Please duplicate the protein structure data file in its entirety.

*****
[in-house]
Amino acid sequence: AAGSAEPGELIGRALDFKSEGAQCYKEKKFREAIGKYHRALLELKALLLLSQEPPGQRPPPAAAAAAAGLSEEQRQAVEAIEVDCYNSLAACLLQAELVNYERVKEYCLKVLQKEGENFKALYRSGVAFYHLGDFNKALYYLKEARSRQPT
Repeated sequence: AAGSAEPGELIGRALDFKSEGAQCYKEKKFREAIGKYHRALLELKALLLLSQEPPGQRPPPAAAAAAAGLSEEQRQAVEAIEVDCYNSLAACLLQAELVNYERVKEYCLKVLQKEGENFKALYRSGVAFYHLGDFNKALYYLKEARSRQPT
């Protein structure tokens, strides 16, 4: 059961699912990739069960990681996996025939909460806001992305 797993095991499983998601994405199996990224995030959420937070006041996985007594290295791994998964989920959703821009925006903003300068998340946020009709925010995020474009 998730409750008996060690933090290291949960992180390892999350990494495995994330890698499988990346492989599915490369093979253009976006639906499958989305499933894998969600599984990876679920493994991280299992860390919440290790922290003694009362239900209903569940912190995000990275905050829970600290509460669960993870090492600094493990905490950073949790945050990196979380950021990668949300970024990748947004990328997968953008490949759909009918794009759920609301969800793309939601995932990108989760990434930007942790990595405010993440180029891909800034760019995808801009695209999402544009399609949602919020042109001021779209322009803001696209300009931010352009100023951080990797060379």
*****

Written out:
[in-house]
Amino acid sequence: AAGSAEPGELIGRALDFKSEGAQCYKEKKFREAIGKYHRALLELKALLLLSQEPPGQRPPPAAAAAAAGLSEEQRQAVEAIEVDCYNSLAACLLQAELVNYERVKEYCLKVLQKEGENFKALYRSGVAFYHLGDFNKALYYLKEARSRQPT
Repeated sequence: AAGSAEPGELIGRALDFKSEGAQCYKEKKFREAIGKYHRALLELKALLLLSQEPPGQRPPPAAAAAAAGLSEEQRQAVEAIEVDCYNSLAACLLQAELVNYERVKEYCLKVLQKEGENFKALYRSGVAFYHLGDFNKALYYLKEARSRQPT
């Protein structure tokens, strides 16, 4: 059961699912990739069960990681996996025939909460806001992305 797993095991499983998601994405199996990224995030959420937070006041996985007594290295791994998964989920959703821009925006903003300068998340946020009709925010995020474009 998730409750008996060690933090290291949960992180390892999350990494495995994330890698499988990346492989599915490369093979253009976006639906499958989305499933894998969600599984990876679920493994991280299992860390919440290790922290003694009362239900209903569940912190995000990275905050829970600290509460669960993870090492600094493990905490950073949790945050990196979380950021990668949300970024990748947004990328997968953008490949759909009918794009759920609301969800793309939601995932990108989760990434930007942790990595405010993440180029891909800034760019995808801009695209999402544009399609949602919020042109001021779209322009803001696209300009931010352009100023951080990797060379």